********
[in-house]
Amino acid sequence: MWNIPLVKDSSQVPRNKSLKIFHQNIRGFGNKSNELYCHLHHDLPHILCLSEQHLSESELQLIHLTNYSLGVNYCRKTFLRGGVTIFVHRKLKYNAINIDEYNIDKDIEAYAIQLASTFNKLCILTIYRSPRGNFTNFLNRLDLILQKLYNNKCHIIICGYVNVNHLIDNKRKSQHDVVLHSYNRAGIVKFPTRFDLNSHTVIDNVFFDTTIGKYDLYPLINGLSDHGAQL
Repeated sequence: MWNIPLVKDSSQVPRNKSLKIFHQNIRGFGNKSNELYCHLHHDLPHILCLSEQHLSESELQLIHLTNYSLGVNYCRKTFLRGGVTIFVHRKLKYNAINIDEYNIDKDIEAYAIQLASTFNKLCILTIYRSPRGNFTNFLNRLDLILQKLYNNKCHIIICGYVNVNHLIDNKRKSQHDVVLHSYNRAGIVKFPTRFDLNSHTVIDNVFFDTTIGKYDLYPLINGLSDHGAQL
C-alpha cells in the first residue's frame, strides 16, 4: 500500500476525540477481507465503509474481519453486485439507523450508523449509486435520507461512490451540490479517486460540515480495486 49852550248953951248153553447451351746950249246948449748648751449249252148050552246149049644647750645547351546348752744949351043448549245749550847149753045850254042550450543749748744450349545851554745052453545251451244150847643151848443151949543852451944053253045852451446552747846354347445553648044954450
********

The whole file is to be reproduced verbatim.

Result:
[in-house]
Amino acid sequence: MWNIPLVKDSSQVPRNKSLKIFHQNIRGFGNKSNELYCHLHHDLPHILCLSEQHLSESELQLIHLTNYSLGVNYCRKTFLRGGVTIFVHRKLKYNAINIDEYNIDKDIEAYAIQLASTFNKLCILTIYRSPRGNFTNFLNRLDLILQKLYNNKCHIIICGYVNVNHLIDNKRKSQHDVVLHSYNRAGIVKFPTRFDLNSHTVIDNVFFDTTIGKYDLYPLINGLSDHGAQL
Repeated sequence: MWNIPLVKDSSQVPRNKSLKIFHQNIRGFGNKSNELYCHLHHDLPHILCLSEQHLSESELQLIHLTNYSLGVNYCRKTFLRGGVTIFVHRKLKYNAINIDEYNIDKDIEAYAIQLASTFNKLCILTIYRSPRGNFTNFLNRLDLILQKLYNNKCHIIICGYVNVNHLIDNKRKSQHDVVLHSYNRAGIVKFPTRFDLNSHTVIDNVFFDTTIGKYDLYPLINGLSDHGAQL
C-alpha cells in the first residue's frame, strides 16, 4: 500500500476525540477481507465503509474481519453486485439507523450508523449509486435520507461512490451540490479517486460540515480495486 49852550248953951248153553447451351746950249246948449748648751449249252148050552246149049644647750645547351546348752744949351043448549245749550847149753045850254042550450543749748744450349545851554745052453545251451244150847643151848443151949543852451944053253045852451446552747846354347445553648044954450